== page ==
When the position of Waste Campaigner was advertised by the Total Environment Centre in early 2010, a friend encouraged me to apply. The job ad gave the option of working for 9 months full time or 12 months part time and Jeff Angel gave me the impression he thought the Cash for Containers (C4C) campaign would be won by then - we were that close. I chose the part-time option to suit my young family and the distance I needed to travel from Gosford. I was to spend one day a week researching organics recycling and two days a week working on the Cash for Containers campaign.
My background was in environmental education and also campaigning for an end to exploitation of outworkers in the clothing industry. By June 2010 I had decided to animate the C4C campaign and Bev the Bottle was born. Her first gig was chasing Peter Garrett the then Australian environment minister in Darwin who was at an environment ministers’ meeting. She went on to visit many a waste expo, festival, sustainability event, ocean care day, O week at universities and Green Week at Ultimo TAFE. We even wrote and performed a campaign theme song: 10 cents a bottle! Thousands of postcards and petitions were signed and sent to environment ministers.
Bev was joined by a giant coke bottle, another nine green bottle costumes, a cola can and briefly a Mt Landfill water bottle costume. In 2012 the NT introduced Cash for Containers. However, in 2013 the NT government lost to the big beverage companies in the Federal Court and the community was furious. This was a turning point for bottle refund campaigns around Australia and in 2016 NSW Premier Mike Baird announced NSW would get Container Deposit legislation - finally! One by one other states have followed and next year we will have the whole continent with cash for containers/container deposit- refund systems.
Since then we have rallied for plastic bag bans and finally in June this year NSW prohibited the lightweight shopping bag and began its roll out of single-use plastic bans - catching up with other states and territories.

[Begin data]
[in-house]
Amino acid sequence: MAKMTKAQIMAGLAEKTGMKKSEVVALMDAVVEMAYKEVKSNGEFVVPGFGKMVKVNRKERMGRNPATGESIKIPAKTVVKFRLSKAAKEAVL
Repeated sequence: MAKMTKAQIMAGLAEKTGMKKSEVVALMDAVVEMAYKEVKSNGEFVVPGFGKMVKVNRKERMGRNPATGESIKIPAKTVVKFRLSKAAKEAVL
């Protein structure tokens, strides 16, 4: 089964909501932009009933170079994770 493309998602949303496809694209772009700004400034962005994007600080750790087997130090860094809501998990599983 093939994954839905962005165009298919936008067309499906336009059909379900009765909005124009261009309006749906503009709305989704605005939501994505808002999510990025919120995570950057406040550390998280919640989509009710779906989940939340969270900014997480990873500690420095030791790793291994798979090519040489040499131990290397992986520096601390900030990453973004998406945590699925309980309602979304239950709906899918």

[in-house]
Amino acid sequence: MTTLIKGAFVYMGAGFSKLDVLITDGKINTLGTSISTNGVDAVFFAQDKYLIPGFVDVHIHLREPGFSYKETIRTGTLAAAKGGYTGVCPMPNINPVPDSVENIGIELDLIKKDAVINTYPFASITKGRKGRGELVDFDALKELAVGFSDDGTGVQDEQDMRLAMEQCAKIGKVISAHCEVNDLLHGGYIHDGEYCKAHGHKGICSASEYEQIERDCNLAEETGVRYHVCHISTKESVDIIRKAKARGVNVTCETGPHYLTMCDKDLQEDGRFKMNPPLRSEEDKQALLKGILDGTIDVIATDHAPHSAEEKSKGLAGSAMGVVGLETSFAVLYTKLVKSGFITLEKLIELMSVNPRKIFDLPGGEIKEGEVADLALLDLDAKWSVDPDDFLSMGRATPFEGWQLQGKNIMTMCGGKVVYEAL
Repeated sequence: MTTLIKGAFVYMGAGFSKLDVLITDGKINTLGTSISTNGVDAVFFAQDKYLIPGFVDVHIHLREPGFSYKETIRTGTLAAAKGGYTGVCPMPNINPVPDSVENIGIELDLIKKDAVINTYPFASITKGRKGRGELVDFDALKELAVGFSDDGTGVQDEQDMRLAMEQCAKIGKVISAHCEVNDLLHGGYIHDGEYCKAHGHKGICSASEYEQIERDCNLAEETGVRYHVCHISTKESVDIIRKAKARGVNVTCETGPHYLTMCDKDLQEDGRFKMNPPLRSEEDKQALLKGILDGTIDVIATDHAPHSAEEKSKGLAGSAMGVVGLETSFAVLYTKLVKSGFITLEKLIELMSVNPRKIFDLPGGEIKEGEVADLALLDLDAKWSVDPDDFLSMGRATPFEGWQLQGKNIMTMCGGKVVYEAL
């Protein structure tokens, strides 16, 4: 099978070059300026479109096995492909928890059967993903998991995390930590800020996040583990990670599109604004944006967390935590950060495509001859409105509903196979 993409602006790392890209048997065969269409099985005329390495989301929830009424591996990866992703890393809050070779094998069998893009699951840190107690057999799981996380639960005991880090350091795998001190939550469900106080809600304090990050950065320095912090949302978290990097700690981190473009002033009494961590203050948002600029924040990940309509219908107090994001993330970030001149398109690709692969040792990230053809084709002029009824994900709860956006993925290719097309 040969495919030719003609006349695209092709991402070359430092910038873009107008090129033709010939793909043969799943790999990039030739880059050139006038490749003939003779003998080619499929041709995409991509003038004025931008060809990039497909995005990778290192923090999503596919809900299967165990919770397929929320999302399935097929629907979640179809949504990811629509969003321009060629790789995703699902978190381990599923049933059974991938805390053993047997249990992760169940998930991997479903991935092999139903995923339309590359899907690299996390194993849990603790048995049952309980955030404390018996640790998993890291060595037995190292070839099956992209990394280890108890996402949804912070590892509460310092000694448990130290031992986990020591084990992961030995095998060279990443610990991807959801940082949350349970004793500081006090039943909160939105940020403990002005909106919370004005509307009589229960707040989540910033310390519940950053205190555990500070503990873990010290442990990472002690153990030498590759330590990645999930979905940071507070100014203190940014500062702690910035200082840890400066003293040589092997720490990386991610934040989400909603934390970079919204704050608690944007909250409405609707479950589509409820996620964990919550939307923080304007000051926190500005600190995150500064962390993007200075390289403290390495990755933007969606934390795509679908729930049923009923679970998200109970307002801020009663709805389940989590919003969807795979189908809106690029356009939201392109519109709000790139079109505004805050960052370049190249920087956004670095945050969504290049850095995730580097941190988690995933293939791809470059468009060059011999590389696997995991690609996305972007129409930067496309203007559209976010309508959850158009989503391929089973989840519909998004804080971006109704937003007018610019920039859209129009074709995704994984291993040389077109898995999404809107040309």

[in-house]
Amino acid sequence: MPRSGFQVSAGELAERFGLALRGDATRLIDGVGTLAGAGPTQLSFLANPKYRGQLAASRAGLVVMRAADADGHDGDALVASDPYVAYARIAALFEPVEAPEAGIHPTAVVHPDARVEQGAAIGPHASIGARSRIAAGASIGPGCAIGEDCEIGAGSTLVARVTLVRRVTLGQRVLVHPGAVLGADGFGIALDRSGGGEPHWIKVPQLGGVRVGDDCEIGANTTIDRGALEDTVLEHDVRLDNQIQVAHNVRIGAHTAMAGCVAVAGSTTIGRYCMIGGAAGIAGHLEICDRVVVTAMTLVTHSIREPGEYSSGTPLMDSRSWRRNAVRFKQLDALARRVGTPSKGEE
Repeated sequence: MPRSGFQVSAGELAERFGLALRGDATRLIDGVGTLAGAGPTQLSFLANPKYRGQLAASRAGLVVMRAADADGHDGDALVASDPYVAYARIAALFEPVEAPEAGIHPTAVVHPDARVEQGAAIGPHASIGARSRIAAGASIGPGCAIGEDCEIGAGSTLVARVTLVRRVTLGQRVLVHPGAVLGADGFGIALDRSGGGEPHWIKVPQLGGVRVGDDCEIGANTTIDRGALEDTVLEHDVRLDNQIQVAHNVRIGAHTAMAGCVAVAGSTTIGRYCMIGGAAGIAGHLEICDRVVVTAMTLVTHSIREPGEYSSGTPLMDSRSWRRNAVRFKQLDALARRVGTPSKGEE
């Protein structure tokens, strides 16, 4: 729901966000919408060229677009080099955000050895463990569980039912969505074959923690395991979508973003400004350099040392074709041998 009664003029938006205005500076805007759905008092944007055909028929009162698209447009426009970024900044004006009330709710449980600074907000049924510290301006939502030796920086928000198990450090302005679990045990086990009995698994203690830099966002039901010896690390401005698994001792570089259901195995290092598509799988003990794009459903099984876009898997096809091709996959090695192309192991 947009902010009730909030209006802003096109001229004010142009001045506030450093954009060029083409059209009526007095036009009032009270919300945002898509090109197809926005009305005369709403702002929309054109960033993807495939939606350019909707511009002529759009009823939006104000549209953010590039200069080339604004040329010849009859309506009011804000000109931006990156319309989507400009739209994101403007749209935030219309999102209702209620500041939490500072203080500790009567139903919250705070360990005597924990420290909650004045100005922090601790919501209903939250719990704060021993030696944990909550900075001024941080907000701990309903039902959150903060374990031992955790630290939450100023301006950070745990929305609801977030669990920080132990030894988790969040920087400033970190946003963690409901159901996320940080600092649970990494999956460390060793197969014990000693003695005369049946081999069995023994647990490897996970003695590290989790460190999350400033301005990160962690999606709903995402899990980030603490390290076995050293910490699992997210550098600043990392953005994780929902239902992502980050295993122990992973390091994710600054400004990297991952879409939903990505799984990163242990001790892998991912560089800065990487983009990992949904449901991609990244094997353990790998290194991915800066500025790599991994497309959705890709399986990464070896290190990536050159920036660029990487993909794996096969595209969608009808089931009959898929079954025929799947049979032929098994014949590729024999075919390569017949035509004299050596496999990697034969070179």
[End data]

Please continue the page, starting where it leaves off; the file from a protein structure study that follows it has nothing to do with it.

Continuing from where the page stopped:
It has been such a privilege and a lot of fun working with all the wonderful people, both paid and many more volunteers who have helped bring in these changes. I am leaving the Total Environment Centre and Boomerang Alliance after twelve years and will be continuing the work of educating for sustainability and zero waste in Central Coast schools, as well as working with the Department of Education Sustainability Team to encourage changes at a statewide level.
When I speak to students I tell them about the work of the community to reduce the litter and plastic pollution and that all their efforts to reduce waste will make a difference. I make sure they know that these changes didn’t just happen because governments thought it was a good idea. They happened because we kept pushing them and we made it happen.
I know that the Boomerang Alliance and all its wonderful allies and supporters will keep fighting for zero waste and an end to plastic pollution. The link between zero waste and zero emissions is made clear in a new report by GAIA which I highly recommend. The most powerful story I heard at the launch of this report was of the Zero Waste Ukraine team who have made sure that the 2 million refugees moving through Lviv have not used single-use plastic cups but have all been issued with re-usable cups for their nourishing hot drinks. Surely if they can do this in Ukraine - what are we doing here in Australia using disposable anything?
May the force be with you!